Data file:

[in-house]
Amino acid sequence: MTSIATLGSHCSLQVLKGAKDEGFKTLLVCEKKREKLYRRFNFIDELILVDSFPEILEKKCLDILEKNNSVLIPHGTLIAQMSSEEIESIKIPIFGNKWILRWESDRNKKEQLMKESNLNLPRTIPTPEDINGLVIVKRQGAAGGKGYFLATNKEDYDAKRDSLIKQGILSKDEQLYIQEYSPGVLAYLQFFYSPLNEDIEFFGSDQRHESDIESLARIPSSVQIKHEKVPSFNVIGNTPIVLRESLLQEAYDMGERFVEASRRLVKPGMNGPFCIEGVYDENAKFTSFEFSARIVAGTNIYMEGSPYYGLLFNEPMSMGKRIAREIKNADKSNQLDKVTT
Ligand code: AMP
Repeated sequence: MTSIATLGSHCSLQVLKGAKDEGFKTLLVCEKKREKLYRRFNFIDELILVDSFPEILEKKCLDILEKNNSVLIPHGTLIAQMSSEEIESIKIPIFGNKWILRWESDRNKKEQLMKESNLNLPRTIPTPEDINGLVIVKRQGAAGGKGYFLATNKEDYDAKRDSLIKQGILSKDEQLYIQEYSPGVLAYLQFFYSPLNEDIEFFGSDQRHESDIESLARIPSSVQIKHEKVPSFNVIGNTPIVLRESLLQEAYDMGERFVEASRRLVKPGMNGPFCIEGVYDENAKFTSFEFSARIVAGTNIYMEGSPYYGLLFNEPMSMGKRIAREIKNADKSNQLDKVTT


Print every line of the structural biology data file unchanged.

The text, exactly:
[in-house]
Amino acid sequence: MTSIATLGSHCSLQVLKGAKDEGFKTLLVCEKKREKLYRRFNFIDELILVDSFPEILEKKCLDILEKNNSVLIPHGTLIAQMSSEEIESIKIPIFGNKWILRWESDRNKKEQLMKESNLNLPRTIPTPEDINGLVIVKRQGAAGGKGYFLATNKEDYDAKRDSLIKQGILSKDEQLYIQEYSPGVLAYLQFFYSPLNEDIEFFGSDQRHESDIESLARIPSSVQIKHEKVPSFNVIGNTPIVLRESLLQEAYDMGERFVEASRRLVKPGMNGPFCIEGVYDENAKFTSFEFSARIVAGTNIYMEGSPYYGLLFNEPMSMGKRIAREIKNADKSNQLDKVTT
Ligand code: AMP
Repeated sequence: MTSIATLGSHCSLQVLKGAKDEGFKTLLVCEKKREKLYRRFNFIDELILVDSFPEILEKKCLDILEKNNSVLIPHGTLIAQMSSEEIESIKIPIFGNKWILRWESDRNKKEQLMKESNLNLPRTIPTPEDINGLVIVKRQGAAGGKGYFLATNKEDYDAKRDSLIKQGILSKDEQLYIQEYSPGVLAYLQFFYSPLNEDIEFFGSDQRHESDIESLARIPSSVQIKHEKVPSFNVIGNTPIVLRESLLQEAYDMGERFVEASRRLVKPGMNGPFCIEGVYDENAKFTSFEFSARIVAGTNIYMEGSPYYGLLFNEPMSMGKRIAREIKNADKSNQLDKVTT